*Manley, and I like it. 

Okay, the pulse action was a bit hard on top, and there wasn't much coverage radiating around the central spray pattern, but these were all problems I felt could be overcome with proper set up. Still there was that sweet liquid mid spray that seemed to flush away dirt like a good car wash. Speaking of which, you haven't exercised your hygienophile jollies till you've paid a car wash attendant to let you be pulled through a good three minute (brushless) car wash in a jock strap.

So this is what HP meant by "cleanliness" thought I, despite the Alkaline's problems, which as I said, I figured could be remedied through  careful set up, i.e "aiming".  But what was "cleanliness"? HP had mused over the feeling after showering with a variety of heads, all of which attacked dirt in very different ways. But the question to be answered is really what if any, is the difference between "cleanliness" and "the absence of dirt"?

Is there a tension between the two, or are they, vide, the same thing? i.e .: is the absence of dirt, the same as cleanliness? Or, is there a tension between the two. And if so, what is it? My conclusion is, once you understand both "absence of dirt" and "cleanliness" as well as I do, you'll understand as I do, that the two can exist in the same realm! To wit: the absence of dirt can, or cannot be the same as cleanliness, depending on the versimiltude of absence of dirt, and cleanliness, which can or cannot exist on the same plane of existence, or maybe not.

Yea, though I perceive this tension as being central to the "clean" experience, I am loath to identify it as such, because, frankly I have not yet  taken the full measure of this shower head. I perceive in its rendering of "cleanliness" questions that may have a profound impact upon our understanding of dirt i.e: the revealing of the lack of filth upon the flesh and ergo, vide, to wit: what happens when dirt per se, has been removed from the body, but is still present in the shower stall itself, as some showerheads are able to rid the stall of dirt altogether, while others keep it around.  Figuring out which head creates the sensation of cleanliness, and which in fact actually shifts the filth to the drain will take some time to ascertain.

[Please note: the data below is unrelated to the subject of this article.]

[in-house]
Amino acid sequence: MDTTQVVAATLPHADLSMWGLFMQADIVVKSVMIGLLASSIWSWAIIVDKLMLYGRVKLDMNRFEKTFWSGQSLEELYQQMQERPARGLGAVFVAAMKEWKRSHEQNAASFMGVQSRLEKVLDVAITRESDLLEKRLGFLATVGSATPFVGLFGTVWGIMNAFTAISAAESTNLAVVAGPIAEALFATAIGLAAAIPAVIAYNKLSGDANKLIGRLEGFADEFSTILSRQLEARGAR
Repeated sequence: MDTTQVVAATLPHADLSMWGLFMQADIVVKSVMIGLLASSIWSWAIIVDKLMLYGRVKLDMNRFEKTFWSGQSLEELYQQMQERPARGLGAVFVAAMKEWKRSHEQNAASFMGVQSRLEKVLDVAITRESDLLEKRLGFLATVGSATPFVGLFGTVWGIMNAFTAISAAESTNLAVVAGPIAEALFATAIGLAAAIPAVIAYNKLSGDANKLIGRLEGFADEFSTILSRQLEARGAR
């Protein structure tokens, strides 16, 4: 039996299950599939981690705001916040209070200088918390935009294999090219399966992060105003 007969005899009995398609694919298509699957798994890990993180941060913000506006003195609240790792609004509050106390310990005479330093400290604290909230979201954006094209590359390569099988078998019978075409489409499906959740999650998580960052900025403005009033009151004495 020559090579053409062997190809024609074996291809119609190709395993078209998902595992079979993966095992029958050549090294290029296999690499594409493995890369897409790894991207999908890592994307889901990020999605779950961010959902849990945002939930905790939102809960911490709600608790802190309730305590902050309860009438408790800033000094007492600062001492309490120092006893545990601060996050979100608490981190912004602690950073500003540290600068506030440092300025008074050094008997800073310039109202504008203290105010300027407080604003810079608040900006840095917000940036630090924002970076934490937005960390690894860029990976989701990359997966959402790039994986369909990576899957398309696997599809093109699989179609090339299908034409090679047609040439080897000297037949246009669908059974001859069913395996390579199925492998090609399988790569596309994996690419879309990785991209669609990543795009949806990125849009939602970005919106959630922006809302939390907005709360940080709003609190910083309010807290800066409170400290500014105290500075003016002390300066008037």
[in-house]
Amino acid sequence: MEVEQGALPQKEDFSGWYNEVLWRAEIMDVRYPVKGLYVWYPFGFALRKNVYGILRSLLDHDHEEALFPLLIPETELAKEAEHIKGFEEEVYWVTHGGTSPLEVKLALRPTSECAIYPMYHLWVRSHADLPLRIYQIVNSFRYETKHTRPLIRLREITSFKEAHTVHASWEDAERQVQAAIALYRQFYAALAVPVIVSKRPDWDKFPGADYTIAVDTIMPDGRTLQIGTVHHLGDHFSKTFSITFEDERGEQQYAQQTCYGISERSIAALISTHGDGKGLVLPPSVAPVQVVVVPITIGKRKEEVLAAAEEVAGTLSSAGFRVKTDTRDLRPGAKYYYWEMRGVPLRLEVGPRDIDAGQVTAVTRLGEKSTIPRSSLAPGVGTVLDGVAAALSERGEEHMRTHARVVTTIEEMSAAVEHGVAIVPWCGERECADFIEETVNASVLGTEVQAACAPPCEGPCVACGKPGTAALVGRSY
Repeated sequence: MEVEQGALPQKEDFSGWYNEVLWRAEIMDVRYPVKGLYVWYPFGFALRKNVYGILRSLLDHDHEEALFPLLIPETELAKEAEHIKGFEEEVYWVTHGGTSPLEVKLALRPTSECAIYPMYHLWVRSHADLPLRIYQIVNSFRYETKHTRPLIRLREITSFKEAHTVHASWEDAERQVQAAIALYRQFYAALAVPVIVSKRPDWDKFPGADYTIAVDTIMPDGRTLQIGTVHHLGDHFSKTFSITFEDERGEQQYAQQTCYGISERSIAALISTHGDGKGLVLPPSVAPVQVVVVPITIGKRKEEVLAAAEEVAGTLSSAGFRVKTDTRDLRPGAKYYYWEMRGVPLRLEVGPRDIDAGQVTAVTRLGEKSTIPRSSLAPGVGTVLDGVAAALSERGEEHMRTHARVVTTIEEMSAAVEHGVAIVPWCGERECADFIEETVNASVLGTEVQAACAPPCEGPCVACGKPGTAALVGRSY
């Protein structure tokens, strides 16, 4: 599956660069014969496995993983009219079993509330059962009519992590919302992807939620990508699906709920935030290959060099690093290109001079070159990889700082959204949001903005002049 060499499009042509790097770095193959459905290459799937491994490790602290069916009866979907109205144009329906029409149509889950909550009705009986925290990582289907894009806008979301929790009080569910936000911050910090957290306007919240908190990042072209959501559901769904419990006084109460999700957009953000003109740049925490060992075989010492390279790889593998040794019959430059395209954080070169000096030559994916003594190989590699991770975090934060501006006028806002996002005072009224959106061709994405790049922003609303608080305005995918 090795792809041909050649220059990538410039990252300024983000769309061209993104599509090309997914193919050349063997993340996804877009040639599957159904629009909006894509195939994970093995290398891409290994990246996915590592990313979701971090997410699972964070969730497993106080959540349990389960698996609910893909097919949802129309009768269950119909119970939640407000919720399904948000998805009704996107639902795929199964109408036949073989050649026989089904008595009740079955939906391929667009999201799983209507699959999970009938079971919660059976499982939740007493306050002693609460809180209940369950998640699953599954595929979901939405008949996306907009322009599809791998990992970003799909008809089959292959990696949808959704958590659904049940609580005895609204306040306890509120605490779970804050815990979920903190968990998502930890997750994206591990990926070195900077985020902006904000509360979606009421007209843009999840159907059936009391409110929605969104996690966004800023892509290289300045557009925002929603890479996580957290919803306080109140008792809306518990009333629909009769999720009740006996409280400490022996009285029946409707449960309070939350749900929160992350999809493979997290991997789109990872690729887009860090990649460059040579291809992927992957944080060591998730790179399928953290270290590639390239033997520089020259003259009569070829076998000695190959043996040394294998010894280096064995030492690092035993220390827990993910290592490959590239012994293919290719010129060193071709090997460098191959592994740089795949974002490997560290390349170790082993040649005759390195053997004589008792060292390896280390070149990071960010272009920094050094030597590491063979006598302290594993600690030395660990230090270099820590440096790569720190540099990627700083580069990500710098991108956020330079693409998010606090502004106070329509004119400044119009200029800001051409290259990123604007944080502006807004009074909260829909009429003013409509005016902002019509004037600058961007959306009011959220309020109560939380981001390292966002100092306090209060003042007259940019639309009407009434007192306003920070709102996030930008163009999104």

An apparent virtue of the Alkaline is that the dirt on the floor is lowered. That is, there appears to be less dirt on the floor, but then is it in the drain? Or has it returned to the corpus? Or is it now on both?

Of this I am not sure. But I guaranty you, I will exhaust you in the near future with a dozen or so pages of discussion here, that, vide, ie, and verisimilitude may or may not shed some light on this perplexing issue. What is it? "Cleanliness" is a different approach to analysing a shower head's versimilitude to the absolute lack of dirt, which of  course is our goal: the feel of real cleanliness in a real stall.

Whereas  "absence of dirt" reflects a shower head's ability to impart a condition of lack of dirt, "cleanliness" has more to do with that which is beyond the structure or study, to wit: of the pores, or in the pores.